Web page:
COGNAC’S ON-OFF LOVE AFFAIR WITH GREATER CHINA HAS RAMIFICATIONS FAR BEYOND THE BANQUETING HALLS OF BEIJING AND THE KTV BARS OF SHANGHAI. As sales of older expressions surged, prices inevitably escalated and allocations pushed away from traditional western markets and towards the far east.
But, as boom has turned to bust over the past two years, the bullish forecasts of the cognac houses have been wrecked. “Everyone, from cognac producers to luxury goods analysts, agrees the situation has lasted longer than anyone first predicted,” says Loïc Rakotomalala, brand ambassador for Distell-owned Bisquit. “But, with the light at the end of the tunnel too far away to simply ‘hang in there’, producers are seriously starting to alter their business models to recoup lost sales.”
The result? A greater focus on younger expressions (VS shipments were up 3.1% by volume and 1.8% by value in the year to July 2014, according to the BNIC) and increased discounting to drive volumes in a number of markets.
Nonetheless, longer-term trends for cognac show supply failing to meet demand, with prices rising as a result. As the cheapest cognac becomes ever more expensive, what opportunities does this give non-cognac brandy, particularly at premium and super-premium levels?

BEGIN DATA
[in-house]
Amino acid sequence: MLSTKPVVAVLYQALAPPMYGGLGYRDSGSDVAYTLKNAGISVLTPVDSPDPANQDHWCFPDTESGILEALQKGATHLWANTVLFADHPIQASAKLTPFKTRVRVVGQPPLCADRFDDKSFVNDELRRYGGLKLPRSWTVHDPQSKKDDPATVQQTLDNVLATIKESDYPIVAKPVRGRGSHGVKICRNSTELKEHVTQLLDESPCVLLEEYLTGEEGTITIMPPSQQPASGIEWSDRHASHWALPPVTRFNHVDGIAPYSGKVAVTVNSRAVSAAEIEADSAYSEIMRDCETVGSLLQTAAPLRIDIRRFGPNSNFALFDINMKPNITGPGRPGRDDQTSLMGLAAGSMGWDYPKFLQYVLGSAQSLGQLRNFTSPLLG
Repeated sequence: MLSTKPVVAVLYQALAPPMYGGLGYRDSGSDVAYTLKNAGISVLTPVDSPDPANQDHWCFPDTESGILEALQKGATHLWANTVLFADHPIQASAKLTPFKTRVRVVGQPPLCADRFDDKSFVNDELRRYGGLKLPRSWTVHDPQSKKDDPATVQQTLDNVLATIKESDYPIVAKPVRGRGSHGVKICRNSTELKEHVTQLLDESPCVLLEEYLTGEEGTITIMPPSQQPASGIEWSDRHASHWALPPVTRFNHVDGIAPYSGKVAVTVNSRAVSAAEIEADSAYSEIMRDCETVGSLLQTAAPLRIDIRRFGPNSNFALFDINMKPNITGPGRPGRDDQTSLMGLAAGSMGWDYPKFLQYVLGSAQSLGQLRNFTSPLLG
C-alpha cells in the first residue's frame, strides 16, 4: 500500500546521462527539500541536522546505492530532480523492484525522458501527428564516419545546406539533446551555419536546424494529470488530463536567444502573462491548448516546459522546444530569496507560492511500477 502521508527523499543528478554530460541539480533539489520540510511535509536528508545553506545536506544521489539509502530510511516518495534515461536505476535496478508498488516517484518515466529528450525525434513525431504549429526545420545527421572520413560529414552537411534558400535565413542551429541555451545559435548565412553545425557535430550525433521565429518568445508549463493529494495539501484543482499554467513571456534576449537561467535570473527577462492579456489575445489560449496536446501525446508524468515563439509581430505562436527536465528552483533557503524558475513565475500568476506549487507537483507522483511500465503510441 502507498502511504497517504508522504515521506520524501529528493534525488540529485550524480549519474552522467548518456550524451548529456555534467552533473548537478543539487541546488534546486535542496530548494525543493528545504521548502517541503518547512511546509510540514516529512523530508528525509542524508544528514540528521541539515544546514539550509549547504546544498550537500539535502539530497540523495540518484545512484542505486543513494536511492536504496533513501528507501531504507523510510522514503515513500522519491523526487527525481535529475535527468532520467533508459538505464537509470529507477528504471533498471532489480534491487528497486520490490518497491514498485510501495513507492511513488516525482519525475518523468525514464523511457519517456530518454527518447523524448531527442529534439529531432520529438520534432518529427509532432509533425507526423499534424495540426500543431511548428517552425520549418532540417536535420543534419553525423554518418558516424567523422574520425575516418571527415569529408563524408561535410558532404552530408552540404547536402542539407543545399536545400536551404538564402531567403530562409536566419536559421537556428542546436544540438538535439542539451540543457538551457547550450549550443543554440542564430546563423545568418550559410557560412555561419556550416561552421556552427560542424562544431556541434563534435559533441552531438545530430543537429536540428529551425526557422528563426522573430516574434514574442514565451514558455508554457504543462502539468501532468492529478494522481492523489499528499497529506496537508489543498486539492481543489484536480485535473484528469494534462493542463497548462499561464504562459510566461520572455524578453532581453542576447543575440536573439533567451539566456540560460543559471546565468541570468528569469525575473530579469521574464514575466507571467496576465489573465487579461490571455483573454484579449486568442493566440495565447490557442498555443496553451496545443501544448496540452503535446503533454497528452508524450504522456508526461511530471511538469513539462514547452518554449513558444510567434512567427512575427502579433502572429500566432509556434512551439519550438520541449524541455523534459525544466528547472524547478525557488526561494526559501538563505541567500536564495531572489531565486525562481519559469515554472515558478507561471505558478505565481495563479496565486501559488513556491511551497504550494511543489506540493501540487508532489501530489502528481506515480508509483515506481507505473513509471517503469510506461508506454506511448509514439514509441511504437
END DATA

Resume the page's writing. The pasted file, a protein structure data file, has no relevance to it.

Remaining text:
“In South Africa, a VS cognac of four to seven years old can retail for ZAR350 (roughly US$35), whereas a four- to seven-year-old potstill brandy of similar quality can retail for ZAR180 (US$18),” says Christelle Reade-Jahn, director of the SA Brandy Foundation. “So if stock in Cognac is limited and these producers focus on value, then there is a great gap for South African brandy to offer very competitive quality at an attractive price.”
This is particularly true for Distell, which has a foot in both camps thanks to its ownership of Bisquit and its stable of SA brandy marques, including Klipdrift and Van Ryn’s. The latter in particular is building a growing international reputation through an array of medals and trophies.
“With a rapidly growing middle class in South Africa, there is ever-increasing opportunity for premiumisation,” Reade-Jahn says. “The base for what makes South African brandy special has been clearly established by spirits judges throughout the world – we now need to find the most appropriate ways to add and create value through desire and aspiration.
“The upward trend in price witnessed in the cognac category will certainly help uplift the higher-tiered premium brandies.”
Others, however, are less convinced of the interchangeability of cognac and brandy. Bardinet’s Isabelle Dubois reckons there is “no activity transfer” between the two as “these are two different categories”, while Matias Llobet, master distiller at Miguel Torres, says: “Logically, with cognac prices rising due to limited stocks, there should be an opportunity for increased sales of value-oriented brandy.